Some stories give us more and take less from us in return, the stories that are not only important to the society we breathe in but also eye-opening at times. We often see such stories in newspapers and films that deal with the important subjects that go around us, which we experience but negate; one such story is Sudhir Mishra’s Serious Men (2020).
The story is about Ayyan Mani (Nawazuddin Siddiqui), a Tamil Dalit living in the lower part of Mumbai with his 10-year-old son and wife (Indira Tiwari). He strongly believe that if he wants to make his life better, he has to do everything he can to accomplish it, even if that involves taking away strict moral or ethical metric. He is a personal assistant to an autocratic upper cast astronomer Dr. Acharya (Nassar), who often calls him stupid. Like most of the working class, Ayyan takes his words with a smile and kills his own esteem himself.
Ayyan is also a man with a vision. He wants a better life for his kid and wants his kid Adi (Aakshath Das) to achieve what he could not. Turn out young Adi has astonishing math-solving skills and questions on science; he amaze his teachers and principle with his prodigy. Now Adi gets more fame due to his astonishing skills and inevitably he gets the local politician and media’s attention. They want to get benefits out of his intelligence. There’s a secret about his son that Ayyan is holding within him. When that comes out, the perfectly mastered plan of his starts slipping through his hands.
The film is directed by well know writer-director Sudhir Mishra. It has been based on book of the same name by Manu Joseph. The nature of the story is bitter yet comical. Speaking of the writing of the film Sudhir Mishra along with Abhijeet Khuman and Bhavesh Mandalia’s pens down a satire story on the striking differentiation between the wealthy and educated and the poor and naïve with bit alteration from the original story. The screenplay shows the Dalit community’s problems and their submissiveness to the situation. Still, it shows the generality of asking to adopt Christianity for superior life and the casteism often used within the subjugated communities. Film sensibly manages to portray the friction between the rich and the normal people; it becomes predictable sometimes but yet it is engaging. The film falls only little shot to conclude what could have been an excellent social interchange on a higher grade. The subject is bold and ironic, which has generated with subtext with sarcasm.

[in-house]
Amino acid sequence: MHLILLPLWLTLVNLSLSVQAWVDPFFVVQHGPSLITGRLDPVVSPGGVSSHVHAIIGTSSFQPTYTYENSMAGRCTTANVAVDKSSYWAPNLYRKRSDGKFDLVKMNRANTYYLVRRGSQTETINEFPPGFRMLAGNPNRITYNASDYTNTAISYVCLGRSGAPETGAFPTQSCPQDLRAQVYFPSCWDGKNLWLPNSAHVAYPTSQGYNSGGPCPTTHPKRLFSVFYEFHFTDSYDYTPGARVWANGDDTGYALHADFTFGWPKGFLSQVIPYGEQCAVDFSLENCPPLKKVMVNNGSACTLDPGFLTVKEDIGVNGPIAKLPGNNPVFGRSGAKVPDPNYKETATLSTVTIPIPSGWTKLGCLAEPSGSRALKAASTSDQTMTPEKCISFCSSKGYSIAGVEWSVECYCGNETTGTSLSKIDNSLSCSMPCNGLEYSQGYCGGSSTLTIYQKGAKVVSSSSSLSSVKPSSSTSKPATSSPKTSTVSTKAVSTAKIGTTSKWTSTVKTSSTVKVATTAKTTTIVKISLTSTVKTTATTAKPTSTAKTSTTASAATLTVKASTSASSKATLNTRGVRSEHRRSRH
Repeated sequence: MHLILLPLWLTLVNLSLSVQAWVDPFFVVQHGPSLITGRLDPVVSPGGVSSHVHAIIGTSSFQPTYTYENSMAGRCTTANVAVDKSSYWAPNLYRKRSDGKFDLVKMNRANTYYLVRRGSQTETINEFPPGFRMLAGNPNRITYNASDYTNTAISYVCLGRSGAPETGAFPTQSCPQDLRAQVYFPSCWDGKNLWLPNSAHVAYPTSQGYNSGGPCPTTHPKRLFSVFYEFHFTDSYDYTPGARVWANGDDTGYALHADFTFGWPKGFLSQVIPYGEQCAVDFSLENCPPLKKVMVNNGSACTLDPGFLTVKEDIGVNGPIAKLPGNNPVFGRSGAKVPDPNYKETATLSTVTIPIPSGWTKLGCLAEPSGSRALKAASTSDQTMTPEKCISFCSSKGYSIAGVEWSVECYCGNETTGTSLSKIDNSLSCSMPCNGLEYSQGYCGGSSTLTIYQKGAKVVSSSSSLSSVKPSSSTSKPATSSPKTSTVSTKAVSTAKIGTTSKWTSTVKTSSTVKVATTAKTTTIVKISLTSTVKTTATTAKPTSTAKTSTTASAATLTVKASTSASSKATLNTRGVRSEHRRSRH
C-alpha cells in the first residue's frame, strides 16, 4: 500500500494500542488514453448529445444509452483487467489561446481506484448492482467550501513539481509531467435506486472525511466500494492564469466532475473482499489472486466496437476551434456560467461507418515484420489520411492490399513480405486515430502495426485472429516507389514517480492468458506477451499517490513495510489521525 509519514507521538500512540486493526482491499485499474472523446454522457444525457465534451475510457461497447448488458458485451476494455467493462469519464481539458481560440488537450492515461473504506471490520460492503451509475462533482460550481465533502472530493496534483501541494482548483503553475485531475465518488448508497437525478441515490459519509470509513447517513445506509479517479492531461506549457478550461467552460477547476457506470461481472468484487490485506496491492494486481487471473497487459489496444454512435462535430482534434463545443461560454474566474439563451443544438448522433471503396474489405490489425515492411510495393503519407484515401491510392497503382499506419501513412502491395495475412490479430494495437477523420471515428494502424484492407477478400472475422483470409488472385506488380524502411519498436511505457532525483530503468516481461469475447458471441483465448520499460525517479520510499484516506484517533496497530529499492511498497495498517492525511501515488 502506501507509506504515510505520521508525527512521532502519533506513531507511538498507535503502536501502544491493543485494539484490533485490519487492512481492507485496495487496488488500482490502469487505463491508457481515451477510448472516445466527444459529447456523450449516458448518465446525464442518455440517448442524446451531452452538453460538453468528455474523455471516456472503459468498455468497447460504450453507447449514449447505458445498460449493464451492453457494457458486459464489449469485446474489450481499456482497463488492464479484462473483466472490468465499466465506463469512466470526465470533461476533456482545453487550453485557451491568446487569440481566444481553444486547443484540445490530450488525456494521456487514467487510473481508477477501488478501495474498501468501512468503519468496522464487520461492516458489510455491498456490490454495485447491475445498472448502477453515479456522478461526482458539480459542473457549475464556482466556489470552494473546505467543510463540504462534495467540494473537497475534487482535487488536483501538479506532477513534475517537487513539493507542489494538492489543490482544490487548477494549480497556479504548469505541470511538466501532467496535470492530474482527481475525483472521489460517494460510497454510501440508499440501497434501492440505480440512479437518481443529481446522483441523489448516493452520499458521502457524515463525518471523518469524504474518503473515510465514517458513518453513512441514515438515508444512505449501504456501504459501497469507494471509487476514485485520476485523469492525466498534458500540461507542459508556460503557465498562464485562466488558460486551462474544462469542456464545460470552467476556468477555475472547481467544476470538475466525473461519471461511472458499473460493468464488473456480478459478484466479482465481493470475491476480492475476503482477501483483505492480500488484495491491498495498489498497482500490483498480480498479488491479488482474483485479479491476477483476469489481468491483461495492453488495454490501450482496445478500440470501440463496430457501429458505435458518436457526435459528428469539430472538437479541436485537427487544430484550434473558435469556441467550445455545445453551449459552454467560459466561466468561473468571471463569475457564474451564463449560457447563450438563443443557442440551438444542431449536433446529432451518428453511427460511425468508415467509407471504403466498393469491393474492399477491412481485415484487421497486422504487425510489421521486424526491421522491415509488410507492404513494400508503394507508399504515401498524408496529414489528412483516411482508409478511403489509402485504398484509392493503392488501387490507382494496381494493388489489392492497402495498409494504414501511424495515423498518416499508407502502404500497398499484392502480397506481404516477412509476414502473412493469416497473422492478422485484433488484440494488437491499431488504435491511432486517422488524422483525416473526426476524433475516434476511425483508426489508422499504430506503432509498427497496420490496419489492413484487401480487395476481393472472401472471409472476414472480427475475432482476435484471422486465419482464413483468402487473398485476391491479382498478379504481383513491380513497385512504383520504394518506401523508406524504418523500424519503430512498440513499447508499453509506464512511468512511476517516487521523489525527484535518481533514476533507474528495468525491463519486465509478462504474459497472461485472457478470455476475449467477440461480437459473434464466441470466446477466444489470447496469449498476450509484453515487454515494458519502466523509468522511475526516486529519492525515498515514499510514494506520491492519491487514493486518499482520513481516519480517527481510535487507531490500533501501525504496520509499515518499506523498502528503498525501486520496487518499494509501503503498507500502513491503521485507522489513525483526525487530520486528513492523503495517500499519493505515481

The film has all the usual elements of the director which we see in most of his films. His vision makes you believe that the stars could rise anytime from anywhere. Still, in reality, it carries those dark whispers all round the narration he manages to give touch of his ideologies on India’s caste dynamics, son-father bond, casteism in politics into a narrow ambit well-crafted satire drama with perfect twists. Cinematographer Alexander Surkala apprehends Mumbai’s ethos and its dim lanes and contrasts the up-lifted against the slums at cyclical interregnum, which match up the narrative perfectly. Music of Karel Antonín contrasting theme for the background score, which has this typical deep. Both the background and script tend to enhance the atmosphere created through the story line.
Nawazuddin Siddiqui is the gem of the actor. He has proved his great acting and versatility lot much time. His acting is something that gets mold with each character, and in the role of Ayyan Mani, he has done the same. He has delivered dialogues in his own way where you can sense the personal improvisation and his expressions are perfect and precise. He is the key element that holds the film. His chemistry with Aakshath Das, who played his young son Adi is amazing. Aakshath Das may be small with age, but he delivers the role with an ace. Indira Tiwari, in the role of wife Oja, is exemplary too. Shweta Basu Prasad and veteran actors Nassar and Sanjay Narvekar have small parts but leave their mark with superbly acting, which helps the film.
Serious Men represent a minefield of a community furnished with a nimbleness of touch that magnifies its acuity. This film is a much-needed watch over the coming weekend; it has an important story with the masterly acting of Nawazuddin Siddiqui and cast. Overall it is smart satire and engaging. You can check out this film on Netflix.